So this project can be broken down into 3 stages. I'll list what you need to complete the entire project and then I'll break it down by stage that way you can always adapt this to create something different using any of the three stages.

You will need:

Part 1 - playing with ice and salt
  • Liquid Watercolors (Or food coloring)
  • Ice trays
  • Salt
  • Medicine Syringes

Part 2 - bubble wrap printing
  • Gold paint
  • Bubble Wrap
  • Paint brush

Part 3 - tracing and making lanterns
  • Black Sharpie
  • Print Out of 'Happy New Year' in Chinese
  • Light table (or hold up to window to trace)
  • Short wooden rod or stick
  • String
  • Tape/stapler 
  • LED bulb (optional)

PART 1 Playing with Ice and Salt

Prior to starting the project I had frozen liquid watercolors (red and orange) mixed with water, I had some trays that created sticks but any shape would work. If you don't have liquid watercolors you can use food coloring but the colors may not be as vibrant. 

I set out some watercolor paper on a covered surface and let my little guy help himself to the ice sticks. He pushed them around on the paper.

We watched as they left trails behind them and discussed how the colors pooled and swirled together. 

As he began to get done with the ice sticks I introduced the salt in a pot with spoon, a salt shaker would also work well.

He sprinkled salt over the sticks, we talked about how the salt helped the ice to melt.

I encouraged him to feel the salt and he enjoyed rubbing over his painting.

The final addition to this process art was the medicine syringe (a pipette would also work). I filled a pot with some liquid watercolor and he played squirting the liquid and dropping it onto his picture.

We noticed how the dropper of paint left a much more intense color on the paper.

Below are our red ice and salt pictures dried out.

PART 2 Printing with Bubble Wrap

Once the red paint was dry we began the second step. I set out gold paint, a brush and some bubble wrap next to the paintings.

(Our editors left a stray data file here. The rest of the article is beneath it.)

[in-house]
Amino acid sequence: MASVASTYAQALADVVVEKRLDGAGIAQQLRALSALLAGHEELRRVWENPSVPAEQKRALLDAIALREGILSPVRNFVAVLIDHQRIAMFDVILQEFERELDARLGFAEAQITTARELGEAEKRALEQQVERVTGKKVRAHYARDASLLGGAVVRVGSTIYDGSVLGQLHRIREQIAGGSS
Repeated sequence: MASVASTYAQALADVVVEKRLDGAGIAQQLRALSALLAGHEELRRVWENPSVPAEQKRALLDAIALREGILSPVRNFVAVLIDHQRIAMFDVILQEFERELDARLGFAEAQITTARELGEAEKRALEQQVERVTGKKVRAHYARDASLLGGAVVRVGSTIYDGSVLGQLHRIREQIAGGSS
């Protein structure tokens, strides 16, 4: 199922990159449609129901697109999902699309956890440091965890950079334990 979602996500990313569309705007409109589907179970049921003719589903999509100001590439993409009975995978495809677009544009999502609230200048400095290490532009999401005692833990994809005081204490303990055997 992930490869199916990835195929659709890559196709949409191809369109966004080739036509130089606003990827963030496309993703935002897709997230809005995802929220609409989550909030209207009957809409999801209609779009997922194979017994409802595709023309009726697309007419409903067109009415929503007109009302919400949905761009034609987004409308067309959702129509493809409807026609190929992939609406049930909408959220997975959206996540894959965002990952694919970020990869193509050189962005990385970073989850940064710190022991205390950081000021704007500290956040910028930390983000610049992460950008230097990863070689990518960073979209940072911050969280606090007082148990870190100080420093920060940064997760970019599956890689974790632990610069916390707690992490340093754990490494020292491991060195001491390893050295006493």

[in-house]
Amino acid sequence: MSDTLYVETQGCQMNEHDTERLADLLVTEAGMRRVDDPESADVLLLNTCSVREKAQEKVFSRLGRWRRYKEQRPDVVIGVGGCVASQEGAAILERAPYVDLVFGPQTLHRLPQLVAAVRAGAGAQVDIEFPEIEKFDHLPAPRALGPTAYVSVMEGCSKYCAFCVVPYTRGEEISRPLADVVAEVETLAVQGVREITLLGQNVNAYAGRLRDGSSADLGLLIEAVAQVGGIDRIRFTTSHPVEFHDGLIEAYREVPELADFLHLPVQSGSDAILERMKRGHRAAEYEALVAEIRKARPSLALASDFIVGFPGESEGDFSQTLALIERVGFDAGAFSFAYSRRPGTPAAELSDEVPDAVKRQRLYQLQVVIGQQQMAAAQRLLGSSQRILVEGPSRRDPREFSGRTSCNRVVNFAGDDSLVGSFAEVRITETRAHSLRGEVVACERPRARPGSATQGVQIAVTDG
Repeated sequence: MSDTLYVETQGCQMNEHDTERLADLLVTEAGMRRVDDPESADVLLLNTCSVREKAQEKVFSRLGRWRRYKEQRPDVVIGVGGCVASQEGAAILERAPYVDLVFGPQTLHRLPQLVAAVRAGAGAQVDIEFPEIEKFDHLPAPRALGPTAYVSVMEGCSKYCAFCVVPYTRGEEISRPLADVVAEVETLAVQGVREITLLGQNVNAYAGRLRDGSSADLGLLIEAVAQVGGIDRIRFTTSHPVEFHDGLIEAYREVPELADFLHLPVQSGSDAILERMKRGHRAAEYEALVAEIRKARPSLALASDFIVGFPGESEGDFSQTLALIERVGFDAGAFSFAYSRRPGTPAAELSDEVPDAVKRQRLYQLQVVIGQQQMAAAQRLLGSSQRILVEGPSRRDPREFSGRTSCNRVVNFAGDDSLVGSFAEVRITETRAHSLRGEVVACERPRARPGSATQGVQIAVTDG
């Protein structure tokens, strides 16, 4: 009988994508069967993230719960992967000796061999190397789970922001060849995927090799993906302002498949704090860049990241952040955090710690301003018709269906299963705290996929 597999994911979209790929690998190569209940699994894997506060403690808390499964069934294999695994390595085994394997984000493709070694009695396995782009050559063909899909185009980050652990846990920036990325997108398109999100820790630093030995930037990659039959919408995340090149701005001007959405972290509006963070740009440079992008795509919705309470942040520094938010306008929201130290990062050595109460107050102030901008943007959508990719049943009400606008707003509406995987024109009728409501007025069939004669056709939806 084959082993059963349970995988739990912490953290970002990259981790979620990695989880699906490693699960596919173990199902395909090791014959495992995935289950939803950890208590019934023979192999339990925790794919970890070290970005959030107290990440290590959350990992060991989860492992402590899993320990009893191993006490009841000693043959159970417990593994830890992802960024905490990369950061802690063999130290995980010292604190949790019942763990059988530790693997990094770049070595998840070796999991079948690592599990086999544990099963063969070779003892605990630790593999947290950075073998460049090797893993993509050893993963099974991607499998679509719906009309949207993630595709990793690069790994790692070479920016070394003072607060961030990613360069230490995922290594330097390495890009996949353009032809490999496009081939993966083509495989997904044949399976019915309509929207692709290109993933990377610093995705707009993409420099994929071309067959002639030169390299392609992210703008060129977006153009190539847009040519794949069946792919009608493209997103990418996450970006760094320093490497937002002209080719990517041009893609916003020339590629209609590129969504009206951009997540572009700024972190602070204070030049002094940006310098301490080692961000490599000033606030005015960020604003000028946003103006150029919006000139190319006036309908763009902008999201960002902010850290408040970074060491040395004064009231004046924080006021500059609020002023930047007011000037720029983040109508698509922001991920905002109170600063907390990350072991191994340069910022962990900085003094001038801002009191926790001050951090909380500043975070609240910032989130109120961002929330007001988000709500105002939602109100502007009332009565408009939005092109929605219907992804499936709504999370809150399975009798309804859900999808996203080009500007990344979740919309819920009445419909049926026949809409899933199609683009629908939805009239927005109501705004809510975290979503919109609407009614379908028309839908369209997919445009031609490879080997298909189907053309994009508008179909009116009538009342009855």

We began by painting the bubble wrap with gold paint. I encouraged him to cover the whole piece.

Show your child how you can turn the bubble wrap over to create a print. Press down on the wrap, and smooth over before pulling it back to reveal your print.

Wow, these were pretty special just they way they are.

Part 3 Tracing and Creating the Lantern

The final part of the project requires tracing or copying the Chinese words for 'Happy New Year'. 

I found this lettering by googling images for Chinese New Year, once I found one that would work I  printed it out for my kids to copy. We have a small light table so I lay the printed sheet underneath our art work and positioned it to where we wanted it to be. My son using black sharpie was able to trace over the letters. If you don't have a  light table you could free draw it (my daughter chose to do this) or you could hold the 2 pieces of paper up to a window and trace it through against the window. 

Using the light table

Free drawing

Once you have written on the words create a tube by stapling or taping  the ends of your paper together with the picture on the outside. You have now created your lamp shade. 

You could leave it as is, or if you'd like to hang it as a lantern hole punch two holes opposite each other at the top of your lantern. Thread a wooden dowel through the holes, this wooden rod can now be used to attach string to in order to hang the lantern.

We used a thicker pen on this to create lettering that stands out more.

Such a pretty project and a great way to make something out of some fun process art.